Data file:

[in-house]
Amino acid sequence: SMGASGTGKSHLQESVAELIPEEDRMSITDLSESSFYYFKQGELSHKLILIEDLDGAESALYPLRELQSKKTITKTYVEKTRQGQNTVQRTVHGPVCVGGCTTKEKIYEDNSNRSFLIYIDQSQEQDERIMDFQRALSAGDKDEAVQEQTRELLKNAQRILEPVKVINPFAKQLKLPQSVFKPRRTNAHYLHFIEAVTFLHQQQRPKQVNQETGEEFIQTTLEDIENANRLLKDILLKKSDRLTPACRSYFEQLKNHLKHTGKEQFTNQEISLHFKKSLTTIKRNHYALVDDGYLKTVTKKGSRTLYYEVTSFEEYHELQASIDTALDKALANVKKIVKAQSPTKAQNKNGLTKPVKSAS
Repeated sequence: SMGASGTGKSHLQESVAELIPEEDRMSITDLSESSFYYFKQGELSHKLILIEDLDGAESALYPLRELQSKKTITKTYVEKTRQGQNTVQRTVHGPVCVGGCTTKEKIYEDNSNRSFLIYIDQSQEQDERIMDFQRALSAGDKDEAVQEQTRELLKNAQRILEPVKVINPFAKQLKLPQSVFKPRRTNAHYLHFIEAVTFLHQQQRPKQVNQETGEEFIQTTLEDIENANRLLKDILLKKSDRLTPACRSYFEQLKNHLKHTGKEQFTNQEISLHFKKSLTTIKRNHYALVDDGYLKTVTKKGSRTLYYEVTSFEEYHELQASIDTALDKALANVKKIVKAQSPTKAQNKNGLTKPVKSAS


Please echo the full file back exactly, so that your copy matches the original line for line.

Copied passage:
[in-house]
Amino acid sequence: SMGASGTGKSHLQESVAELIPEEDRMSITDLSESSFYYFKQGELSHKLILIEDLDGAESALYPLRELQSKKTITKTYVEKTRQGQNTVQRTVHGPVCVGGCTTKEKIYEDNSNRSFLIYIDQSQEQDERIMDFQRALSAGDKDEAVQEQTRELLKNAQRILEPVKVINPFAKQLKLPQSVFKPRRTNAHYLHFIEAVTFLHQQQRPKQVNQETGEEFIQTTLEDIENANRLLKDILLKKSDRLTPACRSYFEQLKNHLKHTGKEQFTNQEISLHFKKSLTTIKRNHYALVDDGYLKTVTKKGSRTLYYEVTSFEEYHELQASIDTALDKALANVKKIVKAQSPTKAQNKNGLTKPVKSAS
Repeated sequence: SMGASGTGKSHLQESVAELIPEEDRMSITDLSESSFYYFKQGELSHKLILIEDLDGAESALYPLRELQSKKTITKTYVEKTRQGQNTVQRTVHGPVCVGGCTTKEKIYEDNSNRSFLIYIDQSQEQDERIMDFQRALSAGDKDEAVQEQTRELLKNAQRILEPVKVINPFAKQLKLPQSVFKPRRTNAHYLHFIEAVTFLHQQQRPKQVNQETGEEFIQTTLEDIENANRLLKDILLKKSDRLTPACRSYFEQLKNHLKHTGKEQFTNQEISLHFKKSLTTIKRNHYALVDDGYLKTVTKKGSRTLYYEVTSFEEYHELQASIDTALDKALANVKKIVKAQSPTKAQNKNGLTKPVKSAS